Monday, August 06, 2007


The AP via CNN has an interesting article on a potential sea change in the relationship between Christian churches and crime. Rather than offering hope, solace, and redemption to those trapped in the drug war, some churches in Kentucky are beginning to track offenders and the judges who sentence them to make sure the offenders get what's coming to them:

The Rev. Doug Abner, pastor at Community Church -- whose slogan for a 2004 anti-drug march was 'get saved or get busted' -- said the presence of Court Watch volunteers puts 'mild pressure' on judges 'to do the right thing.' The volunteers collect information for a database and look for trends in drug crimes.
Not everyone is pleased:
'The churches have traditionally been the humanitarian influence in society,' said the Rev. John Rausch, director of the Catholic Committee on Appalachia.

Churches should focus on drug counseling and ministering to inmates, he said, citing part of the Gospel of Matthew (25:36) concerning the final judgment: 'When I was in prison, you came to see me.'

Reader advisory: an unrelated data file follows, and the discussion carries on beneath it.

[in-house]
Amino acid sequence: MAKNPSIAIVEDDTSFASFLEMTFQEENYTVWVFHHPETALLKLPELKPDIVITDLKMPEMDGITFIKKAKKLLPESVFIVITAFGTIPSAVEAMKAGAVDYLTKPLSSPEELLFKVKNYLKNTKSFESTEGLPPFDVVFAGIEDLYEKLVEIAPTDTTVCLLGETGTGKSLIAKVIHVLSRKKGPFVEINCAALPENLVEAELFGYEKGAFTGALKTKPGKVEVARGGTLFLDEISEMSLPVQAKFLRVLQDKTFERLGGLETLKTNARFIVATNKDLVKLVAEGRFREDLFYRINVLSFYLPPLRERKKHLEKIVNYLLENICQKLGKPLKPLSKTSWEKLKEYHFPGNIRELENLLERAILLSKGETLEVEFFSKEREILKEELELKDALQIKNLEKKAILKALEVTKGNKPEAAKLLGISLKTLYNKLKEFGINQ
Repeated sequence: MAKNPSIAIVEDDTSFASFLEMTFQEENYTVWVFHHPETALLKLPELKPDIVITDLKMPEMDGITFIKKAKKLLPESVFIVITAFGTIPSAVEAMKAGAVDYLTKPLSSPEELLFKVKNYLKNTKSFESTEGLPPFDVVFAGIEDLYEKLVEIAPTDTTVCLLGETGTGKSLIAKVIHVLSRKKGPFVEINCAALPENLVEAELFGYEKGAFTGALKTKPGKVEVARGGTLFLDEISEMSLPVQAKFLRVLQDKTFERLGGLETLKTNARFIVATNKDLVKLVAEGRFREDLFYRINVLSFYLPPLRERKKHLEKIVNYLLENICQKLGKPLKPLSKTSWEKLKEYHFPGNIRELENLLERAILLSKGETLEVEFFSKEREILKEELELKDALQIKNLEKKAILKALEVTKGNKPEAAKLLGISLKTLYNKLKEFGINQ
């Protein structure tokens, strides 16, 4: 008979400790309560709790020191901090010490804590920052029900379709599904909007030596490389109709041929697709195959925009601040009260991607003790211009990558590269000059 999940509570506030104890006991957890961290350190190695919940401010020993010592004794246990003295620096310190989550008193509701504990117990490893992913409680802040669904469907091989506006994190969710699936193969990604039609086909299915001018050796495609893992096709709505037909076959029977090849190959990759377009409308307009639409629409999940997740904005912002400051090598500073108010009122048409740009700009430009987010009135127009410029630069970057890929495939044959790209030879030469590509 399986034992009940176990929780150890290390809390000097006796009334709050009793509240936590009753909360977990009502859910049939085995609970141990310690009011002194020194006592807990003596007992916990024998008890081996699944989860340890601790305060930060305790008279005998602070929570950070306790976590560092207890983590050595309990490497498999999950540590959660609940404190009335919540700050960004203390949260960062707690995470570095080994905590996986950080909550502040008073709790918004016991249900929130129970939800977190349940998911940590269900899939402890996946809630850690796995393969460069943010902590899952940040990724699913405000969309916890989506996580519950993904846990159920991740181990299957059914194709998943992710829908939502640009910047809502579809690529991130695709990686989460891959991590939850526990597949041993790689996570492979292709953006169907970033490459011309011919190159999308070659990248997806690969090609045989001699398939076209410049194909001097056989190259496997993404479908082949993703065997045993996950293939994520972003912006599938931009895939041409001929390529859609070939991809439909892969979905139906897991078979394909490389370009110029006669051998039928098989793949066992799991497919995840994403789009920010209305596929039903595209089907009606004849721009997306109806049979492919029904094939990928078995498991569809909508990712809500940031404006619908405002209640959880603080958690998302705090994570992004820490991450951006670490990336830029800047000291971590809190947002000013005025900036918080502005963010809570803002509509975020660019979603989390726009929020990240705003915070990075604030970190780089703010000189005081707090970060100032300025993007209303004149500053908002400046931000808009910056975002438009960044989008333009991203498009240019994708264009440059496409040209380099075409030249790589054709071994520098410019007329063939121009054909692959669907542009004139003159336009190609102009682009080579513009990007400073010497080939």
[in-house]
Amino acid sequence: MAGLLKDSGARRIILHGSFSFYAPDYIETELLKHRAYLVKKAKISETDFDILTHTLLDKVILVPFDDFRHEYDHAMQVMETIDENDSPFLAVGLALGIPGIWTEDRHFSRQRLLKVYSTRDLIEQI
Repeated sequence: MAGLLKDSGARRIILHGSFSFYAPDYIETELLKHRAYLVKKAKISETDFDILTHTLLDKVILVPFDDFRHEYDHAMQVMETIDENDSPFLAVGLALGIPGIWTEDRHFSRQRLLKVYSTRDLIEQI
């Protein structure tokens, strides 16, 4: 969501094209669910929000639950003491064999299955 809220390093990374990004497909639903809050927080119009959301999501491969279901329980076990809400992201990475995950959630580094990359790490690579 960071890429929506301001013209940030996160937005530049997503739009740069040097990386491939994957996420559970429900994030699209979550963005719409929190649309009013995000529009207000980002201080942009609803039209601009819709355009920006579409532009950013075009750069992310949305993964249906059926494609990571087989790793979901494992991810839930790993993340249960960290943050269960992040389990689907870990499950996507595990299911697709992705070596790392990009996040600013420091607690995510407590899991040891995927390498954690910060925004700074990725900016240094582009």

'It isn't 'I was up for charges and you made sure they threw the book at me,'' Rausch said.
Not surprisingly, Rev. Abner and his ilk have friends in high places. Not Jesus - the holy rollers of the drug war, the federal government:
Desperate for a solution, Becknell began to work with Operation UNITE, a federally funded drug task force that covers 29 counties in southeastern Kentucky and which created Court Watch.
Your tax dollars at work.

* What Would TJ Hooker Do?

1 comment:

Chris James said...

I bet Abner would criticize Jesus for being "soft on prostitution."

This is why non-denom churches sort of scare me. There needs to be some sort of body to reign in pastors when they start getting too big for their holy britches.